What "sessions" are on Windows NT

You've come to this page because you've asked a question similar to the following:

What is a "session" on Windows NT? It is a login session?

This is the Frequently Given Answer to such questions.

The use of the term "session" on Windows NT is confusing. On other operating systems, the concept of a "session" is related to that of a "login session". On Unix and Linux, for example, when one has logged in using the TUI login program, a "session" is a "login session".1 On Windows NT, it is not.

The notion of a "session" arose from the introduction of Terminal Services to Windows NT. Terminal Services allows a remote machine to act as a secondary graphical "terminal" to a Windows NT system2, allowing multiple users to interact with a single machine simultaneously.3

Unfortunately, whilst the security part of Windows NT had been designed to support multiple users, much of the design of the rest of the system had wrongly assumed that there would only ever be one user interacting with the system at any given time. Many inter-process communication objects used by system processes, by the desktop user interface, and by subsystems such as the Win32 subsystem, had been assigned global names.

Terminal Services broke this assumption quite drastically. Therefore a new concept was introduced, that of a "session". On Windows NT a "session" is a way of partially virtualizing the operating system kernel. Changes to the Object Manager in the kernel allow programs to continue to use the old global names for things, whilst assigning them per-session names under the covers. So the CSRSS can continue to use the name "\BaseNamedObjects\CsrStartEvent" for an event object, and the kernel's Object Manager ensures that for (say) session 3 the actual name used under the covers for that event object is "\Sessions\3\BaseNamedObjects\CsrStartEvent".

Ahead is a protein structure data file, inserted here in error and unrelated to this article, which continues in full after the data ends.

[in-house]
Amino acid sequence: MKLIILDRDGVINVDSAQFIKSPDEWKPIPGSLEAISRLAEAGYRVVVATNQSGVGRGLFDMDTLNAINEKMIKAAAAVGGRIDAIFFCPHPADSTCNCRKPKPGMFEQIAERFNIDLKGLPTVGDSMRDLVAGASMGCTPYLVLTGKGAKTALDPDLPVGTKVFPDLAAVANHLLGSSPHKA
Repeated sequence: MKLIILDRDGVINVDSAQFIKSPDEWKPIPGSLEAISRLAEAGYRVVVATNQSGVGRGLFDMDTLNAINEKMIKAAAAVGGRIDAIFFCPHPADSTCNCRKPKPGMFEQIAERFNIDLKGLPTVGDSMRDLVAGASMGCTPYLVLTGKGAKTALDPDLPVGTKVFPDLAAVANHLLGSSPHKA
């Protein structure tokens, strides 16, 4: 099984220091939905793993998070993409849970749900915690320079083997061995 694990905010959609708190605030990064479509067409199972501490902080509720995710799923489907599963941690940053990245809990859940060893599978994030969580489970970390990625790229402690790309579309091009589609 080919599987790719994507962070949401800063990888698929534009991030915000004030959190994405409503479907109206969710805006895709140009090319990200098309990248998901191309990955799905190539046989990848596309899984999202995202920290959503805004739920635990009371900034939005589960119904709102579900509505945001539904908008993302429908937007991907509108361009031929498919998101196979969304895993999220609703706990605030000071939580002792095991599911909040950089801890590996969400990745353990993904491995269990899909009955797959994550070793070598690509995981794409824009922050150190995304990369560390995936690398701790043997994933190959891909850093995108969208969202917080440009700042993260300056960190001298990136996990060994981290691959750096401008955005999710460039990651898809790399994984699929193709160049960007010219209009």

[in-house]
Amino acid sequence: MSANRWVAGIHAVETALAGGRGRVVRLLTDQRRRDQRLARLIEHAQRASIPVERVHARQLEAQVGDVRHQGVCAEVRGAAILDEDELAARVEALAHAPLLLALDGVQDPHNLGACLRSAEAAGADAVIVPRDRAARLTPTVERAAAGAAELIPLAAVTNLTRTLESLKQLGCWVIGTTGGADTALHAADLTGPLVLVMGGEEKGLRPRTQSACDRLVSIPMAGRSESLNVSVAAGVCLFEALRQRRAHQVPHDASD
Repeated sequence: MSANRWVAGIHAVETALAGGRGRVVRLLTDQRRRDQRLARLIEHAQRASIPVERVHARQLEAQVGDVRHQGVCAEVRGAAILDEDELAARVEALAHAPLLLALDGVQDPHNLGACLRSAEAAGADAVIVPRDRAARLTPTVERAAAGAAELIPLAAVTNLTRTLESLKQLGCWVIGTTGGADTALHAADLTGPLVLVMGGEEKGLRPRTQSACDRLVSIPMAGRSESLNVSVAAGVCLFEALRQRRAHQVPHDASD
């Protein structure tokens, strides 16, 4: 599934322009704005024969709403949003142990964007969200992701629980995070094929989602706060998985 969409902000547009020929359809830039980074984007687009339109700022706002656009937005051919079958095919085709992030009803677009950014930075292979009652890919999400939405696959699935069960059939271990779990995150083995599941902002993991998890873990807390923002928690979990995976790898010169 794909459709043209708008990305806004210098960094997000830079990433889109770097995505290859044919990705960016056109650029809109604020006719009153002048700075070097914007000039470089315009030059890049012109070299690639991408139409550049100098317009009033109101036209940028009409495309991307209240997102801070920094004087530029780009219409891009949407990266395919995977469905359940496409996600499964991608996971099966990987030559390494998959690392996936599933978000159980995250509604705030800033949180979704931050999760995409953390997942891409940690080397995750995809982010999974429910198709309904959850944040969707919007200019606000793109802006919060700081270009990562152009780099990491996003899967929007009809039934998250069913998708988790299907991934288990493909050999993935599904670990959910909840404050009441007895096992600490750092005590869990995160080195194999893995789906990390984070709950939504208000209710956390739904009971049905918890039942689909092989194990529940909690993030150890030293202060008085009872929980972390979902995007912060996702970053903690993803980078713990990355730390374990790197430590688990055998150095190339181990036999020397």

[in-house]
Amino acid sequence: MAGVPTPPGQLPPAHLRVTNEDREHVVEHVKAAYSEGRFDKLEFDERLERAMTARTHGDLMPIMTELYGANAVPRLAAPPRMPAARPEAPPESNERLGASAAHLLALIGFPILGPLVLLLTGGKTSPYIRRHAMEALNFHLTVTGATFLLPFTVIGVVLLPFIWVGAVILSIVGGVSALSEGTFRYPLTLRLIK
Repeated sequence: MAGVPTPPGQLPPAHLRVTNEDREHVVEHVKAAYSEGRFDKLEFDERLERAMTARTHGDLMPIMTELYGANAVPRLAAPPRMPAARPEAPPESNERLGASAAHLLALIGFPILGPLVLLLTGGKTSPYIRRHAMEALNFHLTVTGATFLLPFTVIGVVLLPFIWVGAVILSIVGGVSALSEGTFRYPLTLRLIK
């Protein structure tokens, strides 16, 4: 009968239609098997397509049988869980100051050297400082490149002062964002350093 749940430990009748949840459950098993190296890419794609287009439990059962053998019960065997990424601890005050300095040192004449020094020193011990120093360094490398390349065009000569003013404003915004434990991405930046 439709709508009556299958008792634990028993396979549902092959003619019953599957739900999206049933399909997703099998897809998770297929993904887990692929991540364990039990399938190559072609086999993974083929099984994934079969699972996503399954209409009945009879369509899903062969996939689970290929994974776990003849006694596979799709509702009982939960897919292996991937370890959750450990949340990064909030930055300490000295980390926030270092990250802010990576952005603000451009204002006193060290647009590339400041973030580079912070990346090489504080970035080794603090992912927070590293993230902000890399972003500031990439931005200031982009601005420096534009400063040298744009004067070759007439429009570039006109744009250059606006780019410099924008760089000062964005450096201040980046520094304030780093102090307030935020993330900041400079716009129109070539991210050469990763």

Because this mechanism was introduced to support multiple users logging in to the system simultaneously via Terminal Services, the name "session" was used for it, on the mistaken grounds that it mapped onto the concept of a login session. But it does not. With Terminal Services (and indeed with Fast User Switching), users can log in and log out arbitrarily within the same "session". A single "session" can comprise an arbitrary number of login sessions. The two concepts are not the same.

A "session" is simply a bodge added to the kernel's Object Manager to fix a broken DOS Think assumption made by a lot of code on the rest of the system. It provides a partial virtualization of the Object Manager's namespace.

Windows NT has two other mechanisms that are closedly related to "sessions":

  1. Strictly speaking: On Unix and Linux a "session" is a collection of process groups that is managed by a "session leader". It is a kernel concept. Whereas the concept of a "login session" is an application concept, which the kernel is wholly ignorant of. When one has logged in using the TUI login program, one's initial shell process is set up as a session leader by the login program, all process groups belong to the same session, and the "login session" is effectively synonymous with the "session" managed by one's initial shell. When one has logged in via the GUI login program, however, the concept of a "login session" is unrelated to any kernel "session"s, and is instead denoted by the lifetime of one, selected, graphical program (usually one's graphical desktop user interface program). The kernel concept of "sessions" is not used by GUI login programs.

  2. A "terminal" in Terminal Services is more akin to a remote X Window System server in Unix/Linux than it is to a Unix/Linux "terminal". Once again, the terminology does not align.

  3. Terminal Services provides remote terminals. It does not provide "multi-head" support, where multiple display adapters, mice, and keyboards can be attached to a single physical machine and assigned to multiple "heads", i.e. physical stations where individual interactive users have their own individual collections of input and display devices. Windows NT does not yet have proper multi-head support. Multiple users can be logged in simultaneously, but "Fast User Switching" only allows multiple users to share one single "head" by switching it amongst them. They cannot interact with the system simultaneously using their own individual input and display devices, via multiple "heads".

© Copyright 2006,2008,2012 Jonathan de Boyne Pollard. "Moral" rights asserted.
Permission is hereby granted to copy and to distribute this web page in its original, unmodified form as long as its last modification datestamp is preserved.